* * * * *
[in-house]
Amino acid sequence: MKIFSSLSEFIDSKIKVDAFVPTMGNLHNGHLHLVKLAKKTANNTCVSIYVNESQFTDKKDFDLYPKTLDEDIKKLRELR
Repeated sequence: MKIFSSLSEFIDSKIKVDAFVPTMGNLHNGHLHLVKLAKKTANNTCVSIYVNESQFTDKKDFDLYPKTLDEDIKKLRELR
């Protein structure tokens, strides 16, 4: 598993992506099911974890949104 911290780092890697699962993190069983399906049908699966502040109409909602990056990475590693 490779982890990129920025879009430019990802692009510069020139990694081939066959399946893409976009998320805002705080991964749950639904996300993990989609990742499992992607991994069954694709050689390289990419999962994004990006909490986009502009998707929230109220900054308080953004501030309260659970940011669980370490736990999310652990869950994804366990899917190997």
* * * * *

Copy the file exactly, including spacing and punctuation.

[in-house]
Amino acid sequence: MKIFSSLSEFIDSKIKVDAFVPTMGNLHNGHLHLVKLAKKTANNTCVSIYVNESQFTDKKDFDLYPKTLDEDIKKLRELR
Repeated sequence: MKIFSSLSEFIDSKIKVDAFVPTMGNLHNGHLHLVKLAKKTANNTCVSIYVNESQFTDKKDFDLYPKTLDEDIKKLRELR
């Protein structure tokens, strides 16, 4: 598993992506099911974890949104 911290780092890697699962993190069983399906049908699966502040109409909602990056990475590693 490779982890990129920025879009430019990802692009510069020139990694081939066959399946893409976009998320805002705080991964749950639904996300993990989609990742499992992607991994069954694709050689390289990419999962994004990006909490986009502009998707929230109220900054308080953004501030309260659970940011669980370490736990999310652990869950994804366990899917190997």